Department for Environment, Food and Rural Affairs
The Prime Minister (Mrs Theresa May) - Parliament Live - Hansard
13 Mar 2019, 7:49 p.m.

On a point of order, Mr Speaker. The House has today provided a clear majority against leaving without a deal. However, I will repeat what I have said before. [Interruption.]

Mr Speaker Parliament Live - Hansard
13 Mar 2019, 7:51 p.m.

Order. The House must calm itself. We have a long time to go—both today and on subsequent days. Keep calm.

The Prime Minister - Parliament Live - Hansard
13 Mar 2019, 7:52 p.m.

This is about the choices that this House faces. The legal default in UK and EU law remains that the UK will leave the EU without a deal unless something else is agreed. The onus is now on every one of us in this House to find out what that is. The options before us are the same as they always have been: we could leave with the deal that this Government have negotiated over the past two years; we could leave with the deal that we have negotiated but subject to a second referendum, but that would risk no Brexit at all—[Interruption]—damaging the fragile trust between the British public and the Members of this House; we could seek to negotiate a different deal, but the EU has been clear that the deal on the table is indeed the only deal available. [Interruption.]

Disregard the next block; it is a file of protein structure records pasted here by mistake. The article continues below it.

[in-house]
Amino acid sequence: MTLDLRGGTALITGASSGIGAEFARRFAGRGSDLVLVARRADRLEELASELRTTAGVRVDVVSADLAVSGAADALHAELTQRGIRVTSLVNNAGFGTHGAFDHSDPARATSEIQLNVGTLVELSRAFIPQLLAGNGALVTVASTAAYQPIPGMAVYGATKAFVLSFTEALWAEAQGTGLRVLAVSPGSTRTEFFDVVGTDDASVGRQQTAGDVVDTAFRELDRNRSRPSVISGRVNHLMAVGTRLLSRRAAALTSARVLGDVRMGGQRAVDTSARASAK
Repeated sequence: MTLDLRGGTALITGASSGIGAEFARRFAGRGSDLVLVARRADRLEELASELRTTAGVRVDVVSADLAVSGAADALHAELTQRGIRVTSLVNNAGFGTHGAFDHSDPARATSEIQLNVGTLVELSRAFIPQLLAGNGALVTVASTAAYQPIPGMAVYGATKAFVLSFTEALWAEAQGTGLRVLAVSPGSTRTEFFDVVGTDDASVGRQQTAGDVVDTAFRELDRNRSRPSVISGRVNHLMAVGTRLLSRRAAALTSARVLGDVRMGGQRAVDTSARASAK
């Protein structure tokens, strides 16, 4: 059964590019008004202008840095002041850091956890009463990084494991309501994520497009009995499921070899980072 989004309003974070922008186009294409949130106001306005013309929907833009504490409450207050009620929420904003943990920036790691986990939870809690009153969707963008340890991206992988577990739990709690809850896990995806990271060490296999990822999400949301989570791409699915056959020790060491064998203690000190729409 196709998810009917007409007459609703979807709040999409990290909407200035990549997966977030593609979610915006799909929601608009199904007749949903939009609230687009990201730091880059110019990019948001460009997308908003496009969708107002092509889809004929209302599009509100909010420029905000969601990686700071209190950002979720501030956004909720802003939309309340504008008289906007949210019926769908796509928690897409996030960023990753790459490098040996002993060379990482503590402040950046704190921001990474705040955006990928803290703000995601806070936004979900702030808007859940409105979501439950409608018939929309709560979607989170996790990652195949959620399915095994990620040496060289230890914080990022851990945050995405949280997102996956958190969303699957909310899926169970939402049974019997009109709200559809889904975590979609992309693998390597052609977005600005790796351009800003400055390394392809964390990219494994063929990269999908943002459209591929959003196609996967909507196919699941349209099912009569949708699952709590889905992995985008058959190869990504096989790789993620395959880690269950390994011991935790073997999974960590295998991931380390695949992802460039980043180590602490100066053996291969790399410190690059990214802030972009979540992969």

Mr Speaker Hansard
13 Mar 2019, 7:52 p.m.

Order. The great likelihood—I await further comment, but I think that I can say this without fear of contradiction—is that there will be further opportunities for these matters to be debated, but in the immediate term, please, let us have some courtesy. There will be further debate on these matters, of that I think we can be sure.

The Prime Minister - Parliament Live - Hansard
13 Mar 2019, 7:53 p.m.